Student responses to differing accounts of a controversial historical issue: 15-year-old Greek students consider the removal of children in the Greek Civil War
In recent decades, controversial issues have come to the forefront of history teaching. So far, they have been utilized in three ways: (1) to manage tensions in divided societies; (2) to instil humanitarian values into students; and (3) to enhance the teaching of second-order historical concepts. This study is based on the findings of other relevant research, and underpins the use of controversial accounts in order to foster procedural concepts of history. It was conducted in three middle schools of the Xanthi Prefecture, northern Greece, in 2017 and 2018. The subjects were 94 15-year-old students, and the design was experimental. After being taught two versions of the Greek Civil War, a traditional and an experimental one, students expressed their opinions about three pairs of different historical accounts of a controversial issue: the removal of children during the war. A pilot study consisted of role-playing activities involving historical competences. After qualitative and quantitative analysis, a variety of ideas emerged about the differences in the accounts, the reasons for their differentiation, and the epistemological status of history. The findings show that: (1) students' comprehension depended on the level of difficulty of the accounts; and (2) the experimental groups modified their ideas about the different accounts and history to some degree. In conclusion, a structured, disciplinary approach to controversial historical issues, focused on role-playing activities, could contribute to a refinement of students' epistemological notions.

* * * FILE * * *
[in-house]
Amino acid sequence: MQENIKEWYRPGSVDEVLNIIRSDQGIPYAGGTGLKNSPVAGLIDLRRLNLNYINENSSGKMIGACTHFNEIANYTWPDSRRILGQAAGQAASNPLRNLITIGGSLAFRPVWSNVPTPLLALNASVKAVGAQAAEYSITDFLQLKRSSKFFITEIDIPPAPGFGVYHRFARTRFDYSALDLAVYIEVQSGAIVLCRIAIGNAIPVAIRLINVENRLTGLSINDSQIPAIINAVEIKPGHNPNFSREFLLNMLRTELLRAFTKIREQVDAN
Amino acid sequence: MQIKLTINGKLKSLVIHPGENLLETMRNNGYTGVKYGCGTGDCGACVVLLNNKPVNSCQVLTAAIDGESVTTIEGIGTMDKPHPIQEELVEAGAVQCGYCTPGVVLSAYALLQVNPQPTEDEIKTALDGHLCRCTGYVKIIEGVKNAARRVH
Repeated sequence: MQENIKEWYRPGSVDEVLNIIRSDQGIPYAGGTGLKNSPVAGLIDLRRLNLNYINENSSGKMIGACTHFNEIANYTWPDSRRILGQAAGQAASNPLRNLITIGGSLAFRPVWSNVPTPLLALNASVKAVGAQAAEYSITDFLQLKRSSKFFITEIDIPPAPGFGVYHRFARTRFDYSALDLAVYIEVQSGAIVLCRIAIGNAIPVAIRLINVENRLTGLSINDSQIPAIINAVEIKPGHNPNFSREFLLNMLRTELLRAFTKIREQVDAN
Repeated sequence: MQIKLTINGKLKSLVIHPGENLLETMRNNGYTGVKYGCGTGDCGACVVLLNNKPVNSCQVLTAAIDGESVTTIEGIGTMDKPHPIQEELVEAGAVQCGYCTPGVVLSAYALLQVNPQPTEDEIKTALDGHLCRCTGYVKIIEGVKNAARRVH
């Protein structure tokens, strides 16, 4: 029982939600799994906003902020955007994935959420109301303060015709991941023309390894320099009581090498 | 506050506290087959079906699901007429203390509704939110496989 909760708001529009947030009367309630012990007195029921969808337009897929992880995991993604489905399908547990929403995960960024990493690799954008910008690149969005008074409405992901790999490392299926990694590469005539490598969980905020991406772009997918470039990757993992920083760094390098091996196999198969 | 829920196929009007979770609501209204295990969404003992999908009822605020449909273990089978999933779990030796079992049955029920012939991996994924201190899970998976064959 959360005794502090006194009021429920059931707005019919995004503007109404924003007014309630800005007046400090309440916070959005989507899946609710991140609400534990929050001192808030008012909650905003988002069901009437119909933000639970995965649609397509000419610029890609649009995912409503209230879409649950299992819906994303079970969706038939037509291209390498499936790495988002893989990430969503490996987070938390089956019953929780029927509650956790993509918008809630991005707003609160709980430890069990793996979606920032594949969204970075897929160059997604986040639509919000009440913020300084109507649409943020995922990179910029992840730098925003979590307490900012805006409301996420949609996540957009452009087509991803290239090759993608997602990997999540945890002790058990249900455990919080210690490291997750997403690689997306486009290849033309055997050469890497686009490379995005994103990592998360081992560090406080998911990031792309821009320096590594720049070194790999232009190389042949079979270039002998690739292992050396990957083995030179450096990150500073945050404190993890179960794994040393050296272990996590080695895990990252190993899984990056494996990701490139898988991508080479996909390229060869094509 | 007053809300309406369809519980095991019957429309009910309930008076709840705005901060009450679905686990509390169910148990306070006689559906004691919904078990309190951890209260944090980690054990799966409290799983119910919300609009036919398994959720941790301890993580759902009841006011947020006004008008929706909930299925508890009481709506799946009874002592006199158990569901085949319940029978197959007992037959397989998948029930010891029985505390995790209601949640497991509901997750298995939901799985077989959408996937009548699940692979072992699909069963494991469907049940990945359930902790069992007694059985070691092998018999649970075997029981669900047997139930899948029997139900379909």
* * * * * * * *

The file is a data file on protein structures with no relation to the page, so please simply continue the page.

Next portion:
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Document Type: Research Article
Publication date: October 1, 2019
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- The History Education Research Journal (HERJ) is an international, open-access, peer-reviewed journal that focuses on the global significance and impact of history education. It covers all aspects of history education theory, scholarship, and pure and applied research. Articles illuminate contemporary issues, concerns, policies and practice, drawing upon the eclectic research methodologies of history education. The journal is published in partnership with the Historical Association.
HERJ is a relaunch of the International Journal of Historical Learning Teaching and Research. All past issues up to and including vol. 15, no. 1 were published under this title. HERJ vol. 15, no. 2 is the first to be published by UCL IOE Press.
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